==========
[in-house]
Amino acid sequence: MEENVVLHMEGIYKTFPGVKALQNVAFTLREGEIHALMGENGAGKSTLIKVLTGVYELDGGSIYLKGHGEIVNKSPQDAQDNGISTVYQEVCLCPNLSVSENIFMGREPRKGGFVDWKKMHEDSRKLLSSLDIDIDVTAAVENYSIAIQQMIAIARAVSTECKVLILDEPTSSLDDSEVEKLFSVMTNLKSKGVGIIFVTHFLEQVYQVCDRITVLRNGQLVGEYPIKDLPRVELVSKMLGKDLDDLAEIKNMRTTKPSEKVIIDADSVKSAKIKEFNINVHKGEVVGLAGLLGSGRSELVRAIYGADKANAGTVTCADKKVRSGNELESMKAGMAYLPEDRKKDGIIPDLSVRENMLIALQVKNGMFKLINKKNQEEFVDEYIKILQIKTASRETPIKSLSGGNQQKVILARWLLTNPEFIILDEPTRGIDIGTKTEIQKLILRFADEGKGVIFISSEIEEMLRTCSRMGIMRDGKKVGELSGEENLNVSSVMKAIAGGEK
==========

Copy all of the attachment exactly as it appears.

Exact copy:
[in-house]
Amino acid sequence: MEENVVLHMEGIYKTFPGVKALQNVAFTLREGEIHALMGENGAGKSTLIKVLTGVYELDGGSIYLKGHGEIVNKSPQDAQDNGISTVYQEVCLCPNLSVSENIFMGREPRKGGFVDWKKMHEDSRKLLSSLDIDIDVTAAVENYSIAIQQMIAIARAVSTECKVLILDEPTSSLDDSEVEKLFSVMTNLKSKGVGIIFVTHFLEQVYQVCDRITVLRNGQLVGEYPIKDLPRVELVSKMLGKDLDDLAEIKNMRTTKPSEKVIIDADSVKSAKIKEFNINVHKGEVVGLAGLLGSGRSELVRAIYGADKANAGTVTCADKKVRSGNELESMKAGMAYLPEDRKKDGIIPDLSVRENMLIALQVKNGMFKLINKKNQEEFVDEYIKILQIKTASRETPIKSLSGGNQQKVILARWLLTNPEFIILDEPTRGIDIGTKTEIQKLILRFADEGKGVIFISSEIEEMLRTCSRMGIMRDGKKVGELSGEENLNVSSVMKAIAGGEK